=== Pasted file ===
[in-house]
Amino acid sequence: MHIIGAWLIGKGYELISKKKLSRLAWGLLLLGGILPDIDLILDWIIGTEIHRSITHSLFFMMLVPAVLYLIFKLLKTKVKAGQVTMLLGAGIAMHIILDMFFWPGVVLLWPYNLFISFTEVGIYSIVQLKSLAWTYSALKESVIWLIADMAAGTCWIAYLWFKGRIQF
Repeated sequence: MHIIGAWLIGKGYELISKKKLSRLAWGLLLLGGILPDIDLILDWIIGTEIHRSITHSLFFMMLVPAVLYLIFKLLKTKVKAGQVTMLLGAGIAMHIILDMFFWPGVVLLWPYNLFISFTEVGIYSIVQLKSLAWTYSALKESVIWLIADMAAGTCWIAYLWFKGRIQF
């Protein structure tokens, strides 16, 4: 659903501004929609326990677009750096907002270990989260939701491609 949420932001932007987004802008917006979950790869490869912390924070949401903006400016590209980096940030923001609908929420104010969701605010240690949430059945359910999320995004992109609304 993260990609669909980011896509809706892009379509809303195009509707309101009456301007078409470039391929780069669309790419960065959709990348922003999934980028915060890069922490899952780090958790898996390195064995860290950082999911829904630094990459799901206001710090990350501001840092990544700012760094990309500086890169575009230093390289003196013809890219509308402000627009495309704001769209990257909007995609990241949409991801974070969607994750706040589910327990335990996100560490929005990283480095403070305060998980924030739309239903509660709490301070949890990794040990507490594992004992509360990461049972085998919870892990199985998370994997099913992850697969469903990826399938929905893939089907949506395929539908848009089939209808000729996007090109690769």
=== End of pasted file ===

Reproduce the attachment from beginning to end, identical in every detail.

[in-house]
Amino acid sequence: MHIIGAWLIGKGYELISKKKLSRLAWGLLLLGGILPDIDLILDWIIGTEIHRSITHSLFFMMLVPAVLYLIFKLLKTKVKAGQVTMLLGAGIAMHIILDMFFWPGVVLLWPYNLFISFTEVGIYSIVQLKSLAWTYSALKESVIWLIADMAAGTCWIAYLWFKGRIQF
Repeated sequence: MHIIGAWLIGKGYELISKKKLSRLAWGLLLLGGILPDIDLILDWIIGTEIHRSITHSLFFMMLVPAVLYLIFKLLKTKVKAGQVTMLLGAGIAMHIILDMFFWPGVVLLWPYNLFISFTEVGIYSIVQLKSLAWTYSALKESVIWLIADMAAGTCWIAYLWFKGRIQF
């Protein structure tokens, strides 16, 4: 659903501004929609326990677009750096907002270990989260939701491609 949420932001932007987004802008917006979950790869490869912390924070949401903006400016590209980096940030923001609908929420104010969701605010240690949430059945359910999320995004992109609304 993260990609669909980011896509809706892009379509809303195009509707309101009456301007078409470039391929780069669309790419960065959709990348922003999934980028915060890069922490899952780090958790898996390195064995860290950082999911829904630094990459799901206001710090990350501001840092990544700012760094990309500086890169575009230093390289003196013809890219509308402000627009495309704001769209990257909007995609990241949409991801974070969607994750706040589910327990335990996100560490929005990283480095403070305060998980924030739309239903509660709490301070949890990794040990507490594992004992509360990461049972085998919870892990199985998370994997099913992850697969469903990826399938929905893939089907949506395929539908848009089939209808000729996007090109690769």